Brandon pauses public engagement on 30-year vision over 'inappropriate and unsafe behaviour'
The City of Brandon has paused public engagement on its 30-year plan for the city due to what it calls 'inappropriate and unsafe behaviour' from some residents.
The issues came after two public engagement events the city held to discuss the Brandon City Plan which outlines a 30-year vision for the city.
"A small group of citizens used these events to discuss theories not related to the Brandon City Plan project and city staff were treated disrespectfully," a statement from the city reads.
"Democracy and freedom of speech is important to the City of Brandon. However, due to such inappropriate and unsafe behaviour, all Brandon City Plan public engagement has been paused."
Ron Bowles, Brandon's city manager, told CTV News the group of residents that came to the meeting was 'loud and boisterous' and made the staff members feel emotionally unsafe.
"It was an unfair situation for our staff, there was only two staff members in attendance at the meeting and the group was a little bit aggressive," he said.
Resident Rick Macl said he went to the meeting on Friday to bring forward his concerns about the city plan.
"I really don't understand where they're getting that from, like, I honestly don't," he said. "Obviously, it was disorganized, and when you have a whole bunch of people talking at the same time, it gets frustrating."
He posted a video of the meeting on his Facebook page, which shows at times a group of residents all asking questions over each other—many surrounding the idea of '15-minute cities'.
The city planning term suggests everything a resident needs should be within a 15-minute walk or cycle from their home, but the idea has been caught up in conspiracies theories.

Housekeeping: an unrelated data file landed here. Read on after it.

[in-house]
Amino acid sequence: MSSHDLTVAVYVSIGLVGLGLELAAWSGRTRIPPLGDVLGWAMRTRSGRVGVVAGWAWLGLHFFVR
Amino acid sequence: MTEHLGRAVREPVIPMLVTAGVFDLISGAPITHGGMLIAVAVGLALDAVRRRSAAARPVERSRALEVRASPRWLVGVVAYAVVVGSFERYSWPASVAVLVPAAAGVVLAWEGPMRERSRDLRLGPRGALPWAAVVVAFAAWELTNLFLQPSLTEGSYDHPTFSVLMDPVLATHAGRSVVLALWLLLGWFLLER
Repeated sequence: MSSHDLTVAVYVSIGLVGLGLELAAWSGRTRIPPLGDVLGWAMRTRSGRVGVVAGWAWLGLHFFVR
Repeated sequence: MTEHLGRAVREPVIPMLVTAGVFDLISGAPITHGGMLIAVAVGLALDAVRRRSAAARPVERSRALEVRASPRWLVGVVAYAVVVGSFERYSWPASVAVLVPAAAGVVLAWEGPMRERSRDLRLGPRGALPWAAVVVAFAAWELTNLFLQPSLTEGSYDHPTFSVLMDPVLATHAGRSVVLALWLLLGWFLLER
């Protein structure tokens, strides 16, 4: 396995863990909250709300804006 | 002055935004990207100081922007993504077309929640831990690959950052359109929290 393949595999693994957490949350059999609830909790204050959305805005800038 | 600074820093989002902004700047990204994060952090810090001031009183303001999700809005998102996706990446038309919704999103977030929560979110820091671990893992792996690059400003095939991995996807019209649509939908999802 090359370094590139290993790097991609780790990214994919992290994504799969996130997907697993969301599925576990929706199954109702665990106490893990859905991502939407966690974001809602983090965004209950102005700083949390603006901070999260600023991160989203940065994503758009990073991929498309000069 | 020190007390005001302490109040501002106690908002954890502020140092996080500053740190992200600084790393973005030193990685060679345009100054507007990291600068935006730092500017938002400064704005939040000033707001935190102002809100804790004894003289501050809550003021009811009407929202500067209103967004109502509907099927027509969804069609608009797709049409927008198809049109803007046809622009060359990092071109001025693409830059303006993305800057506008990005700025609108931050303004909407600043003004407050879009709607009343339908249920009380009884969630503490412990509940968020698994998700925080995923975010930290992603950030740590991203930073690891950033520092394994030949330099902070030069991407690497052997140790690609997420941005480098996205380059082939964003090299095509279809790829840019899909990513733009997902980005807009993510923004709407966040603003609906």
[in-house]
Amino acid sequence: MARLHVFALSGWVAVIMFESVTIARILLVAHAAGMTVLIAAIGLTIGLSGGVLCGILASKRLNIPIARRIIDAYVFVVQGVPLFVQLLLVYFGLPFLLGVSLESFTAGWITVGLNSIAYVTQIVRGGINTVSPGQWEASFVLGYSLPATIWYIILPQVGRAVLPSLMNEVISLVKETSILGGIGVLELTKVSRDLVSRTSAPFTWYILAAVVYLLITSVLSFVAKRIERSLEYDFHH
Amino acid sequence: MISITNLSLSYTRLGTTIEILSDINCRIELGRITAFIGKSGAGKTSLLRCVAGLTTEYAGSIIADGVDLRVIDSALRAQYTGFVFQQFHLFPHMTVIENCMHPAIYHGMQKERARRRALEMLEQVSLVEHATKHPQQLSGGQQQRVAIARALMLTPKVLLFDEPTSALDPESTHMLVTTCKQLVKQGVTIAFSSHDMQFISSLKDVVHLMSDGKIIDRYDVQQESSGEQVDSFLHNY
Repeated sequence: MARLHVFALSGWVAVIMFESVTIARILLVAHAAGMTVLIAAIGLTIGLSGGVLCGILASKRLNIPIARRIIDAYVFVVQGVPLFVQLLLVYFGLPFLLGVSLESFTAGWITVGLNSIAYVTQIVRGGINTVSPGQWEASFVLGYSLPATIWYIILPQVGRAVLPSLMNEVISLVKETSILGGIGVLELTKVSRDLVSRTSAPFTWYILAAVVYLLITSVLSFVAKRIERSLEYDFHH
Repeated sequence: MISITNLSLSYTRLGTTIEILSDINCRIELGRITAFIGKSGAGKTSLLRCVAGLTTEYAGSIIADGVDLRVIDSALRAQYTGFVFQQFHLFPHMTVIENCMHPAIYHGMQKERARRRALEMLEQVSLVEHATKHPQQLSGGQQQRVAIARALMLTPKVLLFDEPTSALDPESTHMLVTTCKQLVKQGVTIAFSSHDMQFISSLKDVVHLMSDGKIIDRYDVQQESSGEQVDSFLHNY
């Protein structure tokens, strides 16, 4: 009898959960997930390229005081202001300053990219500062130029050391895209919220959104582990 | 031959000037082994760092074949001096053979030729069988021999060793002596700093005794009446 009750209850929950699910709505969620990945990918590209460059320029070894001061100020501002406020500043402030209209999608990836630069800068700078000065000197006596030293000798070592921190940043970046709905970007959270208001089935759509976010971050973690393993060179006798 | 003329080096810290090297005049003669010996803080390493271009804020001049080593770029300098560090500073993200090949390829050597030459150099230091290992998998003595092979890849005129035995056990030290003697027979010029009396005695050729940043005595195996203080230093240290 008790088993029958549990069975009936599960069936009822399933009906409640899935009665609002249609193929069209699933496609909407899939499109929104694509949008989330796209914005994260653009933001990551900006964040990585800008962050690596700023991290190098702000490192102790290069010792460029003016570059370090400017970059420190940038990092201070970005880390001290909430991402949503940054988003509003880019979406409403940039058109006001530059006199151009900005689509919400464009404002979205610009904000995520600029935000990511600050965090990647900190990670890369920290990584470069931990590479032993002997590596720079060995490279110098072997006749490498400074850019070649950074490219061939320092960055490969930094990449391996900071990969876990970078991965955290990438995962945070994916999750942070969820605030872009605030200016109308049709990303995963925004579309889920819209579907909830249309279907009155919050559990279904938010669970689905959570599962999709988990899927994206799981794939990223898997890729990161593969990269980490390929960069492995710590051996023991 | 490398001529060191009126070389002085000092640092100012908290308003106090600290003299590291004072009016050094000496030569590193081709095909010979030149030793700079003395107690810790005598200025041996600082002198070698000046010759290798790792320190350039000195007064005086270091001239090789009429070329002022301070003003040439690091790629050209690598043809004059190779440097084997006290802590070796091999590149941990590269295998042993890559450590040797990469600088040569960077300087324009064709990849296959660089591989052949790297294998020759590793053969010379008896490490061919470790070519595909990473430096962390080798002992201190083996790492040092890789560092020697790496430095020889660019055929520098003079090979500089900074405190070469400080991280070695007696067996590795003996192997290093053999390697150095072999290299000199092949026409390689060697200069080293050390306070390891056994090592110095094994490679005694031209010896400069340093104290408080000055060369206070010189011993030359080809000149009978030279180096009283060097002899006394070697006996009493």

Grant Hamilton, founder of a cycling advocacy group Bike Brandon, said they also had to postpone their public engagement sessions about the city plan, which looks to support more cycling and safer access to bike lanes.
He said it is an issue that has been caught up in conspiracy theories in Brandon.
"The people who are passionate about these conspiracy theories tend to also be disruptive, and they had started coming to some of the larger city open houses to talk about the city plan and were disrupting those," he said.
"In discussions, we didn't feel like we could provide a safe inclusive event for people at Bike Brandon. So we unfortunately had to make the call that we were going to cancel our event."
Macl said he feels the city is blowing the situation out of proportion. He said he, along with some other residents at the meeting, felt the city staff were unprepared to answer questions about the plan.
Hamilton, however, said he believes the majority of people in Brandon support the plan.
"I think you'll always have to be prepared for maybe a little bit of controversy, or maybe some people who don't 100 per cent agree with you," he said. "As long as you're respectful about that, there's no problem."
Bowles said the city paused its public engagement to evaluate how best to have conversations with the community.
"We wanted to make sure that going forward, that we have good conversations for our community and have conversations in a safe space for our staff as well," he said, adding there were legitimate questions brought up in the meeting.
Macl said he feels there may be some good that comes out of this.
"I think this is going to open up the conversation, I think this is going to get the city, you know, prepared to basically talk further and in detail of what this is actually is and what it's involving," he said.
The city said it will provide updates on the next steps in the city plan in the future.
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